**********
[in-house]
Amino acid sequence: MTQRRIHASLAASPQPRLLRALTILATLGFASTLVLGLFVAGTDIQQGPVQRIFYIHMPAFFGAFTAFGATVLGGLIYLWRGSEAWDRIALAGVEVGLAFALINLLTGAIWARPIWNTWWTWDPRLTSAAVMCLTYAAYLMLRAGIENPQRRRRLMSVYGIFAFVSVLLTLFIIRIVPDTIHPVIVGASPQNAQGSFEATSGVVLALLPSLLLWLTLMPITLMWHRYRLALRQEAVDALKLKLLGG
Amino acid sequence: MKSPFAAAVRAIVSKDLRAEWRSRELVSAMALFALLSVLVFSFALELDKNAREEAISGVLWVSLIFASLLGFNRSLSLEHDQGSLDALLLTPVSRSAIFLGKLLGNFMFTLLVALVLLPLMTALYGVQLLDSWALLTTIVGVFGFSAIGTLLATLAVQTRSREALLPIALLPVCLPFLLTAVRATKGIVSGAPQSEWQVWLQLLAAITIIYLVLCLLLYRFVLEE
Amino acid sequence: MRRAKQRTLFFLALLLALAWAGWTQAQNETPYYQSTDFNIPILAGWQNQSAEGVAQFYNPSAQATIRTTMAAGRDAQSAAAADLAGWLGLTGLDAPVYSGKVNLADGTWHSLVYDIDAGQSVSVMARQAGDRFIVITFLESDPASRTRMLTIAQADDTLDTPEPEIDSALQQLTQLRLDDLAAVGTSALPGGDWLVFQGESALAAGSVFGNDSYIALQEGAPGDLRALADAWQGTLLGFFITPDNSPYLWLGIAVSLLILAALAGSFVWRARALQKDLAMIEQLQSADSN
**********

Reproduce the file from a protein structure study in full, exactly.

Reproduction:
[in-house]
Amino acid sequence: MTQRRIHASLAASPQPRLLRALTILATLGFASTLVLGLFVAGTDIQQGPVQRIFYIHMPAFFGAFTAFGATVLGGLIYLWRGSEAWDRIALAGVEVGLAFALINLLTGAIWARPIWNTWWTWDPRLTSAAVMCLTYAAYLMLRAGIENPQRRRRLMSVYGIFAFVSVLLTLFIIRIVPDTIHPVIVGASPQNAQGSFEATSGVVLALLPSLLLWLTLMPITLMWHRYRLALRQEAVDALKLKLLGG
Amino acid sequence: MKSPFAAAVRAIVSKDLRAEWRSRELVSAMALFALLSVLVFSFALELDKNAREEAISGVLWVSLIFASLLGFNRSLSLEHDQGSLDALLLTPVSRSAIFLGKLLGNFMFTLLVALVLLPLMTALYGVQLLDSWALLTTIVGVFGFSAIGTLLATLAVQTRSREALLPIALLPVCLPFLLTAVRATKGIVSGAPQSEWQVWLQLLAAITIIYLVLCLLLYRFVLEE
Amino acid sequence: MRRAKQRTLFFLALLLALAWAGWTQAQNETPYYQSTDFNIPILAGWQNQSAEGVAQFYNPSAQATIRTTMAAGRDAQSAAAADLAGWLGLTGLDAPVYSGKVNLADGTWHSLVYDIDAGQSVSVMARQAGDRFIVITFLESDPASRTRMLTIAQADDTLDTPEPEIDSALQQLTQLRLDDLAAVGTSALPGGDWLVFQGESALAAGSVFGNDSYIALQEGAPGDLRALADAWQGTLLGFFITPDNSPYLWLGIAVSLLILAALAGSFVWRARALQKDLAMIEQLQSADSN